But this perspective is shifting. The widening wealth gap is making us question why things are the way they are. Why does so much power lie in the hands of so few? Why are our homeless shelters overcrowded when there are 18 million vacant homes in America? How do we create an excess of food and still have children going hungry? The answers to these questions are not simple, but the questions are important nonetheless. When we start to think about society outside of the money construct, our resource distribution looks bizarre and unnatural.

Along with the waning middle class, the rise of cryptocurrencies (like bitcoin) are making us more aware that our financial systems are structures we choose to participate in, maybe not individually, but collectively. In just the past decade, we’ve seen distributed ledger technology mimic humanity’s centuries of financial development. Following the 2008 recession, a person or group of people under the name “Satoshi Nakamoto” published the white paper “Bitcoin: A Peer to Peer Electronic Cash System.” A small group of programers then began “mining” bitcoin and one year later, its first USD exchange rate was published. In real time we saw something valueless gain value based purely on users’ agreement on that value. Sociologists and common folk alike are perplexed as to how this can be.

Cryptocurrency also reminds us that financial systems can be reimagined with alternatives to our fiat monetary system. The transparency of these programs reveal that we can eliminate a middleman in monetary exchange while preventing small groups from gaining control. Individual users are empowered because changes require consent of the network of users. This means it cannot be corrupted and manipulated by a select few in the way that fiat currency is. Yes, cryptocurrency also has its own unique problems for the disenfranchised, the environment, and does not solve the problem of the wealth gap. What it does is open our eyes to the possibilities of future financial systems, and recolors how we view our current system. With this fresh outlook, we can start chipping away at the old with small acts of resistance, and reshaping something new.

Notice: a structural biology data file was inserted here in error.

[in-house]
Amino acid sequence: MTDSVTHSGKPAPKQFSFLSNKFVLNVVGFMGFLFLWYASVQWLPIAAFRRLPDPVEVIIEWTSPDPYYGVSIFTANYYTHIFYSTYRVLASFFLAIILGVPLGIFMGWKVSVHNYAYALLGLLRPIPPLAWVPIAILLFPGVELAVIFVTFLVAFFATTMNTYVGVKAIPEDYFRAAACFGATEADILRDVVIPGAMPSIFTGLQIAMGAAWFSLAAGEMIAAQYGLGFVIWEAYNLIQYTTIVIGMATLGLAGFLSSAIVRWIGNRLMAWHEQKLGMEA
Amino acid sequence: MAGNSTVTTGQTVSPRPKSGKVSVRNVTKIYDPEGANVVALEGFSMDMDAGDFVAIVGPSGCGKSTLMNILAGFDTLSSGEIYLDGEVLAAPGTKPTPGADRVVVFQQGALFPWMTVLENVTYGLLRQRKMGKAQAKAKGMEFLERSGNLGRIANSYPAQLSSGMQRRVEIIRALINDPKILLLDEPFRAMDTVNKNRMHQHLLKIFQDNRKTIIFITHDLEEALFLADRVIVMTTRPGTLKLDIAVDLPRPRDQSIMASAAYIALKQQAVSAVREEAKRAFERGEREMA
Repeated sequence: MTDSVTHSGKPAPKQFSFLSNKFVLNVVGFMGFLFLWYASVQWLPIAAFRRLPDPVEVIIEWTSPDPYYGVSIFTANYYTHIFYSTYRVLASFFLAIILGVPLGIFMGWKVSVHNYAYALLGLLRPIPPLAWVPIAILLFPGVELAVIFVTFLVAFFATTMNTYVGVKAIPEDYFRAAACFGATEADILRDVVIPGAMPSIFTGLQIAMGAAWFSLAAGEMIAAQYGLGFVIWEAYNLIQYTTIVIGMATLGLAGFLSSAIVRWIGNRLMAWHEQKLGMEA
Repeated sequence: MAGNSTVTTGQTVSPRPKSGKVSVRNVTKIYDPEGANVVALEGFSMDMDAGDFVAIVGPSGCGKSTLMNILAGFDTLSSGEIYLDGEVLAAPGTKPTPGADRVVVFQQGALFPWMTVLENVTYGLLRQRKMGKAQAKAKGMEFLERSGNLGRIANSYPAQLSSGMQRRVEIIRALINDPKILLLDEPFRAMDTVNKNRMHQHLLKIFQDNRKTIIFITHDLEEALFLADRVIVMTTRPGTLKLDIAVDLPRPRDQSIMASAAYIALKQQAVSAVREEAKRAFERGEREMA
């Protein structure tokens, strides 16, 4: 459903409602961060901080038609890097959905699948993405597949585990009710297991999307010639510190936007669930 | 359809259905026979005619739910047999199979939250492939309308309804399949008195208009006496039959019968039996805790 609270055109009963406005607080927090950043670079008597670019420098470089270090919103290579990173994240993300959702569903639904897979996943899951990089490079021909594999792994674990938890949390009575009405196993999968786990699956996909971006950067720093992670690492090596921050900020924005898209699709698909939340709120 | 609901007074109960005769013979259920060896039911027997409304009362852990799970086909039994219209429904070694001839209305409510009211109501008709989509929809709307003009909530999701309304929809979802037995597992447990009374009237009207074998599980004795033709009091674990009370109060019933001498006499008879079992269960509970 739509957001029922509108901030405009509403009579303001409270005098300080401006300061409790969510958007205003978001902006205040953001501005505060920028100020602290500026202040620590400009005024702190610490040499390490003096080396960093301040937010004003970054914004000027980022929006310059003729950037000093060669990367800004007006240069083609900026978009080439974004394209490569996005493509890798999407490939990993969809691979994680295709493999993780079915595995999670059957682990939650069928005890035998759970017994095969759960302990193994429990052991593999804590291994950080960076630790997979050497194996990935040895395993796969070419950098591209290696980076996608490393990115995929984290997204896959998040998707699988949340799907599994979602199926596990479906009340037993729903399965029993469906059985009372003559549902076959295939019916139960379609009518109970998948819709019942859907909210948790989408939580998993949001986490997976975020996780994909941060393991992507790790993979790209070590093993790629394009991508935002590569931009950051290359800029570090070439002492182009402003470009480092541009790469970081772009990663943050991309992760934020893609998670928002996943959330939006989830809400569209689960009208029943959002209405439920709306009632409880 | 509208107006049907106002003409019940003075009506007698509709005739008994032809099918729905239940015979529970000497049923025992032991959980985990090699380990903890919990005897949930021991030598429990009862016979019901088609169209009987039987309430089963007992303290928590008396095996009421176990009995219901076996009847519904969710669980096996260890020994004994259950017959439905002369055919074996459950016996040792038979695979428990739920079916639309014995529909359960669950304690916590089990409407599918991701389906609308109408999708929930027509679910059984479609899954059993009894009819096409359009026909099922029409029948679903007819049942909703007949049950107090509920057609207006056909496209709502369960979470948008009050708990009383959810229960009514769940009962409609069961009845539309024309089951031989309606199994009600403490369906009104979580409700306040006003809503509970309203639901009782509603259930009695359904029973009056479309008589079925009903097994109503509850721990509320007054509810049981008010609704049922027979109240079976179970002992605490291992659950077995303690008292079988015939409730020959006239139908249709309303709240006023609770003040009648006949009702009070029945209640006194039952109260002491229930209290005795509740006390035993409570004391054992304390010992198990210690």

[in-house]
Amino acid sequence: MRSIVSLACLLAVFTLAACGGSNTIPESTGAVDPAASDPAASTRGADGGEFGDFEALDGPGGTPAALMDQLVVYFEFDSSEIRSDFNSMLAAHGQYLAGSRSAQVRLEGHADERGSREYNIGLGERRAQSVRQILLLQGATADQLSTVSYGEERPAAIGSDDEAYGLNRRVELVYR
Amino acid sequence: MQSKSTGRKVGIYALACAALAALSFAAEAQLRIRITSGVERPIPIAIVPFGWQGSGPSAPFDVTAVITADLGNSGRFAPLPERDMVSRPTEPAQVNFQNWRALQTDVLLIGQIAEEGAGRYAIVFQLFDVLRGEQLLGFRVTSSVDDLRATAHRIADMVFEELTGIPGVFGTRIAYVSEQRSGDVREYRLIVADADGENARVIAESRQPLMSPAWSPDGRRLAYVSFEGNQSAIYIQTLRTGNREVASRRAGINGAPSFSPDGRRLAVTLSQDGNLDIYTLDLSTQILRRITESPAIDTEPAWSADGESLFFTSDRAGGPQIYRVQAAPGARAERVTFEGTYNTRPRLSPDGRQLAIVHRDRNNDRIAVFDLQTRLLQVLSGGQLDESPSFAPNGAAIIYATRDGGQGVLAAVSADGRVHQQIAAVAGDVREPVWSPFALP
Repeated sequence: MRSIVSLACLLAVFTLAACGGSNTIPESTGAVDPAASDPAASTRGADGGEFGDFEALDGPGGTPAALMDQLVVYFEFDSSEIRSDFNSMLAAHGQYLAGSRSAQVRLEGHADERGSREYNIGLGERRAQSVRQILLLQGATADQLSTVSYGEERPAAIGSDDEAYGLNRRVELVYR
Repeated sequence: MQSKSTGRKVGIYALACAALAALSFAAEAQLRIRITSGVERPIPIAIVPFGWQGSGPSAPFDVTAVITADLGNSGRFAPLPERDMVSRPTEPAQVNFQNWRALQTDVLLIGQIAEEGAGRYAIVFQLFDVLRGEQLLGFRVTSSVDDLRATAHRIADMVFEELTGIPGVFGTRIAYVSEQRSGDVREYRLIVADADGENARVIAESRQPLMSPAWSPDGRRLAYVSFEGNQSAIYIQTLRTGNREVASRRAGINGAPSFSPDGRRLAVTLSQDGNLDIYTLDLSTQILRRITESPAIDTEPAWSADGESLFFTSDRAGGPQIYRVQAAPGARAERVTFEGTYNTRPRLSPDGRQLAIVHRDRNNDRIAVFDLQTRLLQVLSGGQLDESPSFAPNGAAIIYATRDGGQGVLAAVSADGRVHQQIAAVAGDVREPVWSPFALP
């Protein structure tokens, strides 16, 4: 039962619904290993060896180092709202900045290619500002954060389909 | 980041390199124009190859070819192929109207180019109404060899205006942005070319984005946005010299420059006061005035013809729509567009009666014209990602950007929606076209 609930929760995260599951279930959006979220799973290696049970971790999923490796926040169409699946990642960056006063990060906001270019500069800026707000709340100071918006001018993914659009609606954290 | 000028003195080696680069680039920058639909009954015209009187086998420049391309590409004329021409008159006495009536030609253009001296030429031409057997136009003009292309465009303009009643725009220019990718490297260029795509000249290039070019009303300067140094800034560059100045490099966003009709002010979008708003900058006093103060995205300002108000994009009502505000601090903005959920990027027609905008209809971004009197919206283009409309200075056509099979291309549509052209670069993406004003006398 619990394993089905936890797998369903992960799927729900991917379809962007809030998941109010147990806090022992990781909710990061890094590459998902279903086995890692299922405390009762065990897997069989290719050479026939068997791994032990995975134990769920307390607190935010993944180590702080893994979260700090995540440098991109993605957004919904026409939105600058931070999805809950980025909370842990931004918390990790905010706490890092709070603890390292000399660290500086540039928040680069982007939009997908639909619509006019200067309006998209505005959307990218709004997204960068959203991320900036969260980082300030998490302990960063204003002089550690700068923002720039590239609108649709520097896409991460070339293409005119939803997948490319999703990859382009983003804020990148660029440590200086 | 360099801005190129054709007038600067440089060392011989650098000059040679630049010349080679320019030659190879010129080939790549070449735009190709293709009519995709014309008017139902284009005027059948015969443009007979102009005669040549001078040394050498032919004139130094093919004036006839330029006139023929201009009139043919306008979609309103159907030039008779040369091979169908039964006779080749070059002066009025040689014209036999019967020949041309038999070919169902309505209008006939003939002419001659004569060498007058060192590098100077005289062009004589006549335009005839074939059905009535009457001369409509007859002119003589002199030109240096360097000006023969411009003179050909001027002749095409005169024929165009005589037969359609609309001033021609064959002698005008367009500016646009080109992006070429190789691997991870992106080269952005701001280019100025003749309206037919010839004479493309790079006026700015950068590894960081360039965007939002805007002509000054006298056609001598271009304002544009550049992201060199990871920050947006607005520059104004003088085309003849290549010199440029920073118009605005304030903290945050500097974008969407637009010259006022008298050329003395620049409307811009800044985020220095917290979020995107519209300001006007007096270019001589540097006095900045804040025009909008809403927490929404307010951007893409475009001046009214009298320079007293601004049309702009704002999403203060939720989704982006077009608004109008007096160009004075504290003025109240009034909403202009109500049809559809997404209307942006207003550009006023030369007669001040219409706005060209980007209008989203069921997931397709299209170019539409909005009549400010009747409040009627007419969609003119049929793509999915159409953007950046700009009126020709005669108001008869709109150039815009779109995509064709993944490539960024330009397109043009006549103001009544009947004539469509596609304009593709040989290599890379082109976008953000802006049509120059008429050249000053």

My little act of resistance is a song I recently wrote and released called “Money.” It is as much an act of catharsis as it is one of protest. It expresses all of the thoughts I’ve shared here, as well as the emotional trauma I’ve collected while watching people in power place money over lives. It is a distillation of my anger, musings, and sadness. It is how I cope with the ugly cycle of disenfranchisement and violence maintained by the prioritization of wealth over all else.

My hope is that it can contribute to this important conversation, and spur more conversation, through its short two minute and 50 second presence. Maybe, as bills are paid and rent checks are written, it will be streamed on a phone or a speaker and serve as a reminder. Money is simply a representation of our combined efforts, and its current oppressive imbalance is a destructive contradiction. Without consent of the people, money means nothing. Money does not hold the power. We do.

TRISHES is a project by Trinidadian native Trish Hosein, created to express Freud’s constructs of self (the primal, conscious and spiritual) through spoken word, live looping and vocal effects. Her undeniably original songwriting, fleshed out by hip-hop beats and pop hooks, examines human struggle through an anthropological lens.

Hosein began touring the U.S. and abroad after graduating from the Berklee College of Music, and has opened for acts like Damian Marley, Vic Mensa, K. Flay, Neon Hitch, and Gavin Turek. When not working on music, Hosein helps resettle refugees in the Los Angeles area, volunteers with Rock n Roll Camp for Girls, and is on the board of the Elder Entertainment Organization. She is also a brand ambassador for American Express and Discover LA.